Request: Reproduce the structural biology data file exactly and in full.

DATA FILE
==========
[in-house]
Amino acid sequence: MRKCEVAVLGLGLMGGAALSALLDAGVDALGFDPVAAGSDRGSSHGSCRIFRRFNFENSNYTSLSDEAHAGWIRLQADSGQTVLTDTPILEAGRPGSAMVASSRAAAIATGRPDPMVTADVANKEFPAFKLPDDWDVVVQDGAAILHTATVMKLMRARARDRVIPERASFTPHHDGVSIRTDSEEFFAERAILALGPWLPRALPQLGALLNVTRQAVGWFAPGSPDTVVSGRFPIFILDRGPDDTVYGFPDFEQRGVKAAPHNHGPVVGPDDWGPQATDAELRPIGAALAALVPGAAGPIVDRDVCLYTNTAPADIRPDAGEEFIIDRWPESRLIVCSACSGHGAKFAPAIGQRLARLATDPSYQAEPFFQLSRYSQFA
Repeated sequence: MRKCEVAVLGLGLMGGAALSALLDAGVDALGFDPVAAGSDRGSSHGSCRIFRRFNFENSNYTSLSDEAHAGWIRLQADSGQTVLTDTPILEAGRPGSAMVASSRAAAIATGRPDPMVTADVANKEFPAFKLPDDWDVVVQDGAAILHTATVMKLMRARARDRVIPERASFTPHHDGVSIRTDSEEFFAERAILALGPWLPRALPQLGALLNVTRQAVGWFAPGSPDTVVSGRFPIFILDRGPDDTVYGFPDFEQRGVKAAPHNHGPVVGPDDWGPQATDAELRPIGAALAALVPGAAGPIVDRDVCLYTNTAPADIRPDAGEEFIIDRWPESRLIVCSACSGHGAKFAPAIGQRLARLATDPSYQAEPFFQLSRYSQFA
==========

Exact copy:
[in-house]
Amino acid sequence: MRKCEVAVLGLGLMGGAALSALLDAGVDALGFDPVAAGSDRGSSHGSCRIFRRFNFENSNYTSLSDEAHAGWIRLQADSGQTVLTDTPILEAGRPGSAMVASSRAAAIATGRPDPMVTADVANKEFPAFKLPDDWDVVVQDGAAILHTATVMKLMRARARDRVIPERASFTPHHDGVSIRTDSEEFFAERAILALGPWLPRALPQLGALLNVTRQAVGWFAPGSPDTVVSGRFPIFILDRGPDDTVYGFPDFEQRGVKAAPHNHGPVVGPDDWGPQATDAELRPIGAALAALVPGAAGPIVDRDVCLYTNTAPADIRPDAGEEFIIDRWPESRLIVCSACSGHGAKFAPAIGQRLARLATDPSYQAEPFFQLSRYSQFA
Repeated sequence: MRKCEVAVLGLGLMGGAALSALLDAGVDALGFDPVAAGSDRGSSHGSCRIFRRFNFENSNYTSLSDEAHAGWIRLQADSGQTVLTDTPILEAGRPGSAMVASSRAAAIATGRPDPMVTADVANKEFPAFKLPDDWDVVVQDGAAILHTATVMKLMRARARDRVIPERASFTPHHDGVSIRTDSEEFFAERAILALGPWLPRALPQLGALLNVTRQAVGWFAPGSPDTVVSGRFPIFILDRGPDDTVYGFPDFEQRGVKAAPHNHGPVVGPDDWGPQATDAELRPIGAALAALVPGAAGPIVDRDVCLYTNTAPADIRPDAGEEFIIDRWPESRLIVCSACSGHGAKFAPAIGQRLARLATDPSYQAEPFFQLSRYSQFA